5 BASIC PASSIVE HOUSE PRINCIPLES

A passive house is almost self-sufficient. The house is able to exist almost independently of external resources.
It absorbs heat from the sun and the earth. It interacts with the environment and enables you to feel in harmony with nature.

5 BASIC PASSIVE HOUSE PRINCIPLES
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Excellent heat insulation

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High quality windows and solar energy gains

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Ventilation with
heat recovery

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Airtight building envelope

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Thermal bridge
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The idea of ​​a passive house comes from a Swedish architect Bo Adamson and a German civil engineer Wolfgang Feist. In 1988 they created the concept of a Passive House, which constituted the basis for the first passive house built in Darmstadt, Germany in 1991. It was a semidetached house with four apartments, each having a total living area of ​​156 m2. Since then passive houses have gained popularity around the world, especially in Central Europe and Scandinavia.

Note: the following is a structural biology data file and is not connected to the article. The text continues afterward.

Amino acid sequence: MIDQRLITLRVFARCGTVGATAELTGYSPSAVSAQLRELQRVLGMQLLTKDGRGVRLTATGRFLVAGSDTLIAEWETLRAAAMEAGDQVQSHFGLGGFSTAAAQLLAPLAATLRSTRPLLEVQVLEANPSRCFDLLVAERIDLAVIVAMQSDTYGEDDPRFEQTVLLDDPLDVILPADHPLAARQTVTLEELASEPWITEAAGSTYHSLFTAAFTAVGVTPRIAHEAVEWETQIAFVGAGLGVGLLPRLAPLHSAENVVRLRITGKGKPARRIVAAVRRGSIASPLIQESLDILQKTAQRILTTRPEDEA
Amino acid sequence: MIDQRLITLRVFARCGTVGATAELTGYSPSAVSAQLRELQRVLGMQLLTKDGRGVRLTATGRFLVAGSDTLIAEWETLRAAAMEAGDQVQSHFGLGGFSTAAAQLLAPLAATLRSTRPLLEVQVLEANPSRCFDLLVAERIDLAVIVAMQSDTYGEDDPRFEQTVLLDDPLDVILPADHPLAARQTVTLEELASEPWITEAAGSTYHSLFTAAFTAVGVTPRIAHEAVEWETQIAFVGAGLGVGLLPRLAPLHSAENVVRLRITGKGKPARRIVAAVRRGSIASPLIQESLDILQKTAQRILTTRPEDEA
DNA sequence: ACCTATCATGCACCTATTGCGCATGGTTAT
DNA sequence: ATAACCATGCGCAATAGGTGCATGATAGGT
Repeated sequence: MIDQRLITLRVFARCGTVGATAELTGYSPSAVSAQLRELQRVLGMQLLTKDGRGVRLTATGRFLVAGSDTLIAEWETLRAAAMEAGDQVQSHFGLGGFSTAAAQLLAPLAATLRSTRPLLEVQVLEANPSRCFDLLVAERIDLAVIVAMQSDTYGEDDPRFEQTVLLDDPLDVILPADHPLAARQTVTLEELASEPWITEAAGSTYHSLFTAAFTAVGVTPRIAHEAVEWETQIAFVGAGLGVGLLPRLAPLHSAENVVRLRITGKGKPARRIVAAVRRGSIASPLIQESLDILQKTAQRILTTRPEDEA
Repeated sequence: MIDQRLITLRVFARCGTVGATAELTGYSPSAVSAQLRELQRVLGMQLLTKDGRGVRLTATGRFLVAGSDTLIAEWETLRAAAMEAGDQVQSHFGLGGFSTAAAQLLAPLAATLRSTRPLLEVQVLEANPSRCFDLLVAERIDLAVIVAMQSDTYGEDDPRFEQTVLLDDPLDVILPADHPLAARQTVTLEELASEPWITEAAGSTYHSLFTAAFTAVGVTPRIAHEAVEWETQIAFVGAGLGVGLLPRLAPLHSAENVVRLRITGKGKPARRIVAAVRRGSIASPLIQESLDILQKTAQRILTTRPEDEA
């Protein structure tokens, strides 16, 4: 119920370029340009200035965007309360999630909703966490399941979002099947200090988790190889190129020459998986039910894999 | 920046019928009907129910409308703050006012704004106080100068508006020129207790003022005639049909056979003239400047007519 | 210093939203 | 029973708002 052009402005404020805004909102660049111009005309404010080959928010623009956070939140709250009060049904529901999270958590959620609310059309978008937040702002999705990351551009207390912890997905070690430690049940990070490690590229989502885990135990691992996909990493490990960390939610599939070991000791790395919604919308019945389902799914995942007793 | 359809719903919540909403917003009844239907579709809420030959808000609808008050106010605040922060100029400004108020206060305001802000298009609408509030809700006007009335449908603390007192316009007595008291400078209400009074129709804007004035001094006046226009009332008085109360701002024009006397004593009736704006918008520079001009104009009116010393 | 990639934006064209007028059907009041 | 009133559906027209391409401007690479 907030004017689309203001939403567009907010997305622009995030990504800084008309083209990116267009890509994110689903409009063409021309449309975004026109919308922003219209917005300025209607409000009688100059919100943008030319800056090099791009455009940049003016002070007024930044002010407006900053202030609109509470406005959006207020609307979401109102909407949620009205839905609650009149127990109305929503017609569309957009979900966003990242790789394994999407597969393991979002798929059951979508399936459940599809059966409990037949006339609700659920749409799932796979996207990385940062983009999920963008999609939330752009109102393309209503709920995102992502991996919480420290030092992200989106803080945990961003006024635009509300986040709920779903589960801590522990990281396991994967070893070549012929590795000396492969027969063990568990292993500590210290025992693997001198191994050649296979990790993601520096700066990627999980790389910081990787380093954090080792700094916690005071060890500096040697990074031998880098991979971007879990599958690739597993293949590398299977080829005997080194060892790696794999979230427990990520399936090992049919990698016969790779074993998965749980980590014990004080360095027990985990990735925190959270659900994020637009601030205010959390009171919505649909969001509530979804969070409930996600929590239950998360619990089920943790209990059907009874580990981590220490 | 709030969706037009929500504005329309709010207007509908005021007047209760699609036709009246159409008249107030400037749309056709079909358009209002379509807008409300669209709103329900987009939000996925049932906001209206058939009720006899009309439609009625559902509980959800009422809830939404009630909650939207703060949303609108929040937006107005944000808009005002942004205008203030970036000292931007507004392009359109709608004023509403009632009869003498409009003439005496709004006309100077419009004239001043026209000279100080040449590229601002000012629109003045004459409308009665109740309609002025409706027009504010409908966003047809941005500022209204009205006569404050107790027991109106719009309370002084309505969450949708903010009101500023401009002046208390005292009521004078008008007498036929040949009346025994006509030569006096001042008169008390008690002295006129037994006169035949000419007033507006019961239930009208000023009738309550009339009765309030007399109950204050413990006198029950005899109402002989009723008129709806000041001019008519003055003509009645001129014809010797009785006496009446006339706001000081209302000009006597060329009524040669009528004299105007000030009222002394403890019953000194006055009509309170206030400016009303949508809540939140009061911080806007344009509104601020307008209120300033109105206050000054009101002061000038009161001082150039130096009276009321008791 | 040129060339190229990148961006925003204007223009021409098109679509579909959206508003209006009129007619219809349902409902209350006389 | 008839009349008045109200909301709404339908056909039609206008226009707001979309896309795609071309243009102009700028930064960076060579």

What is the difference between passive houses and traditionally built houses? The difference of a passive house is in its high thermal insulation and airtightness, which significantly reduces heat losses. At the same time these buildings are designed in a way to prevent them from overheating and ensure comfortable indoor climate both in winter and summer.
 
In order for a house to be considered passive, it must meet the following requirements:
  • the annual specific heat consumption for space heating is less than 15 kWh/m² OR the maximum heating load per square meter of living space does not exceed 10 W/m²
  • the annual specific space cooling energy consumption does not exceed 15 kWh/m²
  • the overheating frequency (indoor temperature more than 25°C) is less than 10%
  • airtightness test n50 ≤ 0.6 air change/h
  • the total annual primary energy consumption is less than 120 kWh/m²
New technologies are being developed, more precise measurements enable improvements in construction process, however, the basic principles of passive houses laid down thirty years ago have remained the same.
EXCELLENT HEAT INSULATION

EXCELLENT HEAT INSULATION

One of the cornerstones of passive houses is excellent thermal insulation for the roof, exterior walls and foundations. It is essential that their thermal transmittance value or U-value is less than 15W/(m2K). It corresponds to an insulation layer of at least 250-300 mm. Taking into account climate conditions it is thicker in Latvia. For example, for pre-fabricated wooden houses this layer reaches 400 mm or more.

It is essential that for every single passive house we develop a full energy efficiency calculation is conducted. The calculation evaluates impact of design decisions and engineering solutions of every building on the overall energy efficiency of the house.
HIGH QUALITY WINDOWS AND SOLAR ENERGY BENEFITS

HIGH QUALITY WINDOWS AND SOLAR ENERGY BENEFITS